Sarah Palin is giving zombies a test, but she's no match for dancing daughter Bristol
It's the most important vote since the midterm elections. It's a bellwether for 2012. Expect instant analysis from political pundits when the results come in Tuesday night.
We're talking, of course, about ABC's "Dancing With the Stars." ABC's ballroom dance competition series has pasodobled its way to the top of the TV ratings based on its quaint escapist appeal, but this season, with Sarah Palin's daughter Bristol among the "celebrity" dancers, it has become the most politicized nonpolitical race of the year.
Bristol Palin is no hoofer. Week after week, the McCain campaign do-as-we-say-not-as-we-do poster child turned celebrity-in-training has wound up with the fewest points from the show's professional judges -- and, week after week, the tally of votes from viewers pulls Bristol back to safety. Other, far better celeb dancers with higher judges' scores are sent packing.
Who survives and who gets the hook each week on the show -- based on the Brit-hit "Strictly Come Dancing" -- is determined by some closely held formula that factors in both the judges' points and viewers' votes. Ever since the show debuted in the summer of 2005, the network and producer BBC have steadfastly refused to disclose how America has voted. No tallies, no state-by-state breakdowns, no nothing.
While Fox's ratings behemoth "American Idol" has slipped badly in the ratings the past couple of seasons, "Dancing" continues to find new fans. In its 10th edition, last spring, the ABC contest clocked its biggest audience ever -- nearly 22 million viewers each week. This season it's averaging around 21 million -- but that number will likely climb if Bristol makes it to next week's finals.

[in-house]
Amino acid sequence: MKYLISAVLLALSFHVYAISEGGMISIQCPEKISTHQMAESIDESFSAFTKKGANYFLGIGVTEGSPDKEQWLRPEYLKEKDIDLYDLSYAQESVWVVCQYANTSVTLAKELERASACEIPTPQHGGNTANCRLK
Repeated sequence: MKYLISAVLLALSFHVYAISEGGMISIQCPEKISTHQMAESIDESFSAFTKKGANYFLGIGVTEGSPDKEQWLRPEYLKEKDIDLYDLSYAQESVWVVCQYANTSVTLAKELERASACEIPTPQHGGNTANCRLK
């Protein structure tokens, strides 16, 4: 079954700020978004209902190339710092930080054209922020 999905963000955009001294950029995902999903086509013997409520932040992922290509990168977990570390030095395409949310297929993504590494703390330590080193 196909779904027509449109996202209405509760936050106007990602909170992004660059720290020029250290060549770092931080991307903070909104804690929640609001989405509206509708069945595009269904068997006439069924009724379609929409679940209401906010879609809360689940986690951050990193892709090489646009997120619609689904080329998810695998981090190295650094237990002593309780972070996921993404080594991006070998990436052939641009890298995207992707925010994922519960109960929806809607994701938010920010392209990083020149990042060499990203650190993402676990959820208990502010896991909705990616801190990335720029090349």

Tuesday night, viewers will find out if Bristol is going to make it to next week's final round; the winner of the coveted yet hideous Mirror Ball Trophy will be announced next Tuesday.
But already, the survival of America's top "teen advocate" to this week's semifinals round has some accusing that social-networking conservatives have been voting for her mother, not her.
"By all means, let the Republicans conspire to fix this meaningless election. . . . If Bristol Palin wins, while the judges gag at her weak performances, then finally, we'll be able to explain politics to the apolitical using concepts that they can understand!" the liberal blog the Daily Kos boohooed last week.
Since the latest edition of the show debuted in September, political Web sites promoting Sarah Palin's career have been getting out the vote for Bristol, including instructions on how to cast multiple votes via telephone, text message or online for hours after each Monday's performance show. "She's in the final four. Congratulations Bristol," read the home page of Conservatives4Palin.com, which has every week instructed followers how and when to cast multiple votes for their gal's daughter.
The most popular nonpolitical explanation for Bristol's improbable success: She's a plucky underdog. She's The Cinderella Girl of 2010 -- just like Susan Boyle, only younger, prettier and without the jaw-dropping talent.
"Dancing" executive producer Conrad Green says he has no way of knowing why people cast their votes for certain celebrities in the competition. But, he is obviously tickled that they do, gushing, "Bristol has been fascinating to watch dancing. We've gradually seen her blossoming as a person to become less and less shy. . . . She's an enormously relatable person."
Additionally, Bristol's complete lack of sophistication -- in marked contrast to this season's other C-list dancers -- her occasional homesickness, and her voice like clotted cream -- have caused the show's many older female viewers to break out in a bad case of "gone maternal," Green asserted.